Project 1: Qualitative Simulation
This StatCrunch coin flip simulation helps students to start thinking inferentially about population proportions. Part 3 requires students to use gender data they collected from their own classes during the first week of class.
Project 2: Two Proportion - Simulation and Randomization
This project uses two of StatCrunch's built-in applets. Simulation can be easily be performed using poker chips of two colors. The randomization applet leads students towards the two-proportion test. In the last two parts students use data they collected by asking male and female students two yes/no questions.
Project 3: Bootstrap - Mean & Median
Students use the bootstrap procedure in StatCrunch to estimate the mean or median of a population based on a sample. Investigation 3 uses data I gathered from my classes concerning the age of my students.
Project 4: Simulation (Mean)
I provide students a set of population data, and they draw samples of size n from it repeatedly. They then develop a type of confidence interval for the mean from those samples, as well as determine whether one sample drawn by hand is unusual or not.
Project 5: Bootstrap - Paired Difference
Students use StatCrunch after learning about the matched-pairs design to bootstrap the mean difference based upon two dependent samples. Students must gather data from two stores (25 items) as part of their investigation of determining which store, if any, is less expensive.
Project 6: Two Mean - Randomization
This project uses StatCrunch's built-in Two-Mean Randomization applet, which leads towards the two-mean (independent samples) test. Students use their own data comparing rankings of Math and English instructors, as well as comparing ratings of instructors at two colleges.
Project 7: Correlation Tests
Students learn the basics of hypothesis testing through correlation. Students gather highway & city MPG for a sample of cars, and investigate the relationship between Overall Quality and Level of Difficulty of their instructors.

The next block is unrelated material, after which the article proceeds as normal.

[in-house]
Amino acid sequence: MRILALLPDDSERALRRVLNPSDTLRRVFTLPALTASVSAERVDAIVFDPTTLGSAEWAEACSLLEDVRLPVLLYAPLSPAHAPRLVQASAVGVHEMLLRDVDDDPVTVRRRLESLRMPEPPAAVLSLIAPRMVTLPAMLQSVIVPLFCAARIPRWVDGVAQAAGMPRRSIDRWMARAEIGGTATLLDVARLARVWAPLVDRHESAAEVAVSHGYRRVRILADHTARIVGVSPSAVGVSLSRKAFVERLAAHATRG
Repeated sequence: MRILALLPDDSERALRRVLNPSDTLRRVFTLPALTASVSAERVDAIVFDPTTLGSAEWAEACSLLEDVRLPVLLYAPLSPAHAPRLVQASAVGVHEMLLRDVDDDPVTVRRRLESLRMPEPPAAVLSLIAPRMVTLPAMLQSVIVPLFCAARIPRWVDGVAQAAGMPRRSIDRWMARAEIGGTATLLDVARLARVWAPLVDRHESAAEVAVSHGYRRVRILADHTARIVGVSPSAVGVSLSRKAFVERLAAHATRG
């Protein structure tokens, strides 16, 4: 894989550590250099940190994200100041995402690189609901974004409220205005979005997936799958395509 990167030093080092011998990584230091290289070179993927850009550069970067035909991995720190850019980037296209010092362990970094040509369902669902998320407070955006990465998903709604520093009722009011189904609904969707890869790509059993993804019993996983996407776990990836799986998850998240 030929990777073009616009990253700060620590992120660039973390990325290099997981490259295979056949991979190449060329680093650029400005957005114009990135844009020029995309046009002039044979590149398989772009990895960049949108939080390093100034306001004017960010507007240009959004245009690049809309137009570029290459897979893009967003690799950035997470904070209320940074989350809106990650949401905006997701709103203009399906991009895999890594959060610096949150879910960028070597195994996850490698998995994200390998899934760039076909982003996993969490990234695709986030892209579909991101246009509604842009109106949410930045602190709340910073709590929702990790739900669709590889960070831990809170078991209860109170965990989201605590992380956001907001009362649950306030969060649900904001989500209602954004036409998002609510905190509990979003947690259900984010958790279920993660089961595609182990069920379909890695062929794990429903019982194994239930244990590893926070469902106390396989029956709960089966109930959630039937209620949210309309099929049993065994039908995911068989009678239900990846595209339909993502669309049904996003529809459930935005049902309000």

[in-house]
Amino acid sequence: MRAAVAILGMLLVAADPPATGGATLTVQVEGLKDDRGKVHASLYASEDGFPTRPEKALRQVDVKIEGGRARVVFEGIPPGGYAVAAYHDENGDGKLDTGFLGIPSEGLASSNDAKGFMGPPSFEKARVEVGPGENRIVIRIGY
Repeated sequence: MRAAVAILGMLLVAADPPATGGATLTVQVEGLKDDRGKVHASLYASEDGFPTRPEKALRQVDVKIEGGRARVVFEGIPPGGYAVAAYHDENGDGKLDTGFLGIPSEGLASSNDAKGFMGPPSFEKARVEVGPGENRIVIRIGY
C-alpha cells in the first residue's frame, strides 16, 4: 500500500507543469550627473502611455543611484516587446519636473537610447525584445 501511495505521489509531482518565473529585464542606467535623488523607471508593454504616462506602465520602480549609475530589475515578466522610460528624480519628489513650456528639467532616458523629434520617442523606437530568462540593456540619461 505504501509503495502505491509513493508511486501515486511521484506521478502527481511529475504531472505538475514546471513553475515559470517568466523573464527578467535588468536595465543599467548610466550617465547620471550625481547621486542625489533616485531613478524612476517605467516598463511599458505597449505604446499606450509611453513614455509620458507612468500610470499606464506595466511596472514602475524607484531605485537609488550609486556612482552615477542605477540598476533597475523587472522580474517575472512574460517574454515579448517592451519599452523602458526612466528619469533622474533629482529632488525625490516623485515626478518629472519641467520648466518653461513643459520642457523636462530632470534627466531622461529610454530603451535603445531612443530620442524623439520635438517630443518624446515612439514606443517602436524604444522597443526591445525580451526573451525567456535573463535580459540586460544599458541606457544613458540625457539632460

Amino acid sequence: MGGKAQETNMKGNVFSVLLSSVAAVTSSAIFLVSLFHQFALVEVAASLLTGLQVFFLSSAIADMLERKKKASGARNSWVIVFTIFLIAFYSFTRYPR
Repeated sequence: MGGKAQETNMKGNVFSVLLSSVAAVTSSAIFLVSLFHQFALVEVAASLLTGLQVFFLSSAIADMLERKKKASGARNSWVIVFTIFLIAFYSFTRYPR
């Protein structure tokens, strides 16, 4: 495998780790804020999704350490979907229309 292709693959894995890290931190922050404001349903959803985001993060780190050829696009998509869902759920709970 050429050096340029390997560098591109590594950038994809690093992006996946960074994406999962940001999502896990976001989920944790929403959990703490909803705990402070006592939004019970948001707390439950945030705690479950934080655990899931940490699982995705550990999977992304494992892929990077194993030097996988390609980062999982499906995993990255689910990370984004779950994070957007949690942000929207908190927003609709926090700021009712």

Project 8: One Proportion Test - Binomial
Formal introduction of the 5-step hypothesis procedure, including directions for calculating P-values using StatCrunch's binomial calculator.
Examples to use with Project 8
Project 9: Mixed One Proportion Tests
Students use the standard one proportion test if the conditions are met, or use the binomial calculator in StatCrunch to compute P-values of the conditions are not met.
Project 10: Mixed One Proportion and Two Proportion Tests
A mixture of one proportion and two proportion tests. If conditions are not met students turn to the binomial calculator (1 prop) or two proportion randomization test (2 prop) in StatCrunch.
Project 11: One Mean, One Proportion, and Two Proportion Tests and Their Alternatives
Students use alternatives (binomial for 1 prop, randomization for 2 prop, sign test for 1 mean) if the conditions are not met, otherwise they use the standard test.
Project 12: Two Mean Tests and Their Alternative - Mann-Whitney
A mixture of two mean tests and Mann-Whitney tests. If conditions for a two-mean test are not met students turn to the Mann-Whitney nonparametric test.
Project 13: Mixed One Sample and Two Sample Tests and Their Alternatives
Students use alternatives (binomial for 1 prop, randomization for 2 prop, sign test for 1 mean, Wilcoxon Signed Rank test for paired difference, Mann-Whitney test for two mean) if the conditions are not met, otherwise they use the standard test.